A revised version of House Bill 281, which orders prison officials to turn over all records to medical examiners in the event of an inmate’s death, has passed the N.C. House unanimously. It will now head to the state Senate.

Read about it in the Indy here, near the bottom of the news roundup.

The legislation was co-sponsored by House Minority Leader Larry Hall, a Democrat from Durham, as well as two other Democrats and one Republican. It was written following the Indy’s report last year on the death of Michael Kerr, a Sampson County man with a mental illness who died during a prison transfer following a month-long stay in solitary confinement. A medical examiner later determined that Kerr died of dehydration, offering some confirmation of witnesses’ accounts that Kerr was left without eating or drinking in his isolated cell.

Hall’s office said the medical examiners performing an autopsy on Kerr were slowed by their difficulty in obtaining records from the state Division of Adult Correction. “Like any investigation, the first 24 hours are the most important,” Hall said.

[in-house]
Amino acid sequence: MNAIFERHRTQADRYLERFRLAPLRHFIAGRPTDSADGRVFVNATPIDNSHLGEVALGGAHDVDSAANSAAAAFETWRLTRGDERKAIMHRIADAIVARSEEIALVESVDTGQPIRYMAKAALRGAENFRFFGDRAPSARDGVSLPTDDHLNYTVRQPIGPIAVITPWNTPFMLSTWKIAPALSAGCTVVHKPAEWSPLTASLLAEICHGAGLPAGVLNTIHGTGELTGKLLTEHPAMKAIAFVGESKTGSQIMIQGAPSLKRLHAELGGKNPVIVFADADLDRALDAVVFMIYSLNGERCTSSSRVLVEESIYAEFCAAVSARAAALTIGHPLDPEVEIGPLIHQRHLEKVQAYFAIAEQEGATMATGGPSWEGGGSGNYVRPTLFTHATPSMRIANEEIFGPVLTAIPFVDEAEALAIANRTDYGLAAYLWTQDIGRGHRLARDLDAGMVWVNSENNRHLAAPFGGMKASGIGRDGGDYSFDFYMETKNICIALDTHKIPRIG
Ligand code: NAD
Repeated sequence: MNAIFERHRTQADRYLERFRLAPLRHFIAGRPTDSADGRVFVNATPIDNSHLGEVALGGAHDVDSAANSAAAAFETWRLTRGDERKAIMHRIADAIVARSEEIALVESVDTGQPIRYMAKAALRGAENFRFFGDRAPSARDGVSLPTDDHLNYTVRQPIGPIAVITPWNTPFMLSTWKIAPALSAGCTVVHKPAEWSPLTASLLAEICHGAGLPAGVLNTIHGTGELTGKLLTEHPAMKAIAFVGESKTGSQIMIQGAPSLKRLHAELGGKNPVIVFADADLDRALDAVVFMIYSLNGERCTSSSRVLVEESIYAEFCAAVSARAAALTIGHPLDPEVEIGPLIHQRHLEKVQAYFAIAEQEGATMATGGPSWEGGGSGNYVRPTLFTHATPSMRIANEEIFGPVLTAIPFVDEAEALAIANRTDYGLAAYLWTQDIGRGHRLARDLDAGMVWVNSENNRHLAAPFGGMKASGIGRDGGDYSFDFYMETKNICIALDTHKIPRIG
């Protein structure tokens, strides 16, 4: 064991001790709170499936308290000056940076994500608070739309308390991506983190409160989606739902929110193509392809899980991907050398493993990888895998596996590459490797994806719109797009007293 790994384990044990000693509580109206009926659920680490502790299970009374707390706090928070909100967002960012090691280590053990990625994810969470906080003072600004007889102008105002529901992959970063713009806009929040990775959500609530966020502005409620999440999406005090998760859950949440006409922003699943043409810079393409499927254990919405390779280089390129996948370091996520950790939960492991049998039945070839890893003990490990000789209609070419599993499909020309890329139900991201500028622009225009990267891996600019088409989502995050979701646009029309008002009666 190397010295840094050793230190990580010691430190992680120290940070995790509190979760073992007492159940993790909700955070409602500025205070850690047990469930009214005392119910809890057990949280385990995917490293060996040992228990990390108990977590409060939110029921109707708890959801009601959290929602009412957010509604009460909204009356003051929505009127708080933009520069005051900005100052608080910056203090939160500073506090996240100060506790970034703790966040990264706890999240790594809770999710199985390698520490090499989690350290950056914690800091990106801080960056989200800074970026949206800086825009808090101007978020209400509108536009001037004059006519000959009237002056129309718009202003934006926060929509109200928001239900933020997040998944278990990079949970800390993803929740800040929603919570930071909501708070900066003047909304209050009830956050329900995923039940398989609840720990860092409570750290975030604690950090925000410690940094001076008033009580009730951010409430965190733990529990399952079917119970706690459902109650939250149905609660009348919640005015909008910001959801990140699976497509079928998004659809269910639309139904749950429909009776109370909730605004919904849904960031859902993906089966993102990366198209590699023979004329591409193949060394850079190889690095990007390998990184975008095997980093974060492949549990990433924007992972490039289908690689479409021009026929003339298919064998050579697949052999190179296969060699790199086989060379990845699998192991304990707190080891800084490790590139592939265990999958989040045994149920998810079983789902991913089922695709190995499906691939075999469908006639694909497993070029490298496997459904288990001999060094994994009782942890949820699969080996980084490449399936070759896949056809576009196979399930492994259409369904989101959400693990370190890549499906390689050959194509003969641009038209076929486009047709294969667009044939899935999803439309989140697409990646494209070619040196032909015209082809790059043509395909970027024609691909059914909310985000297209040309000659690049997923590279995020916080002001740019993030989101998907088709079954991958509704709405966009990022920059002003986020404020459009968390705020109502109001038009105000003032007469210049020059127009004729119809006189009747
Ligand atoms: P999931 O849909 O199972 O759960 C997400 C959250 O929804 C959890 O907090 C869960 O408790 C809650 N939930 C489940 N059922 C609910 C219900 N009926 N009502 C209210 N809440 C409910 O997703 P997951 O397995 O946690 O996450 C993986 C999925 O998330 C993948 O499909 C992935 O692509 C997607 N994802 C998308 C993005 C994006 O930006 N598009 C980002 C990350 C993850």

The bill makes it mandatory that prison officials turn over “full and accurate” copies of all records, including those made after the inmate’s death, upon request from the Office of the Chief Medical Examiner.

However, a committee substitution that emerged from the House’s standing Health Committee includes a stipulation that normally confidential mental health and medical records would remain confidential, since medical examiner’s records are typically defined as public records. That version of the legislation is the one that passed the state House Thursday.

The public records concessions were likely made to appease state prison officials. N.C. Department of Public Safety spokeswoman Pam Walker indicated this week that the department would be talking to the bill’s authors about record confidentiality.

Hall’s office said the revised bill now has the support of the Department of Corrections, as well as the chief medical examiner’s office, the Department of Health and Human Services and the Department of Justice.

Kerr’s death spurred investigations by the State Bureau of Investigation, a federal grand jury and the nonprofit Disability Rights N.C., which concluded that state prisons suffered “severe deficiencies” in their care of the mentally ill.

Prison officials have announced numerous policy changes and terminations, while an ongoing task force is preparing recommendations on the controversial use of solitary confinement on prisoners with a mental illness.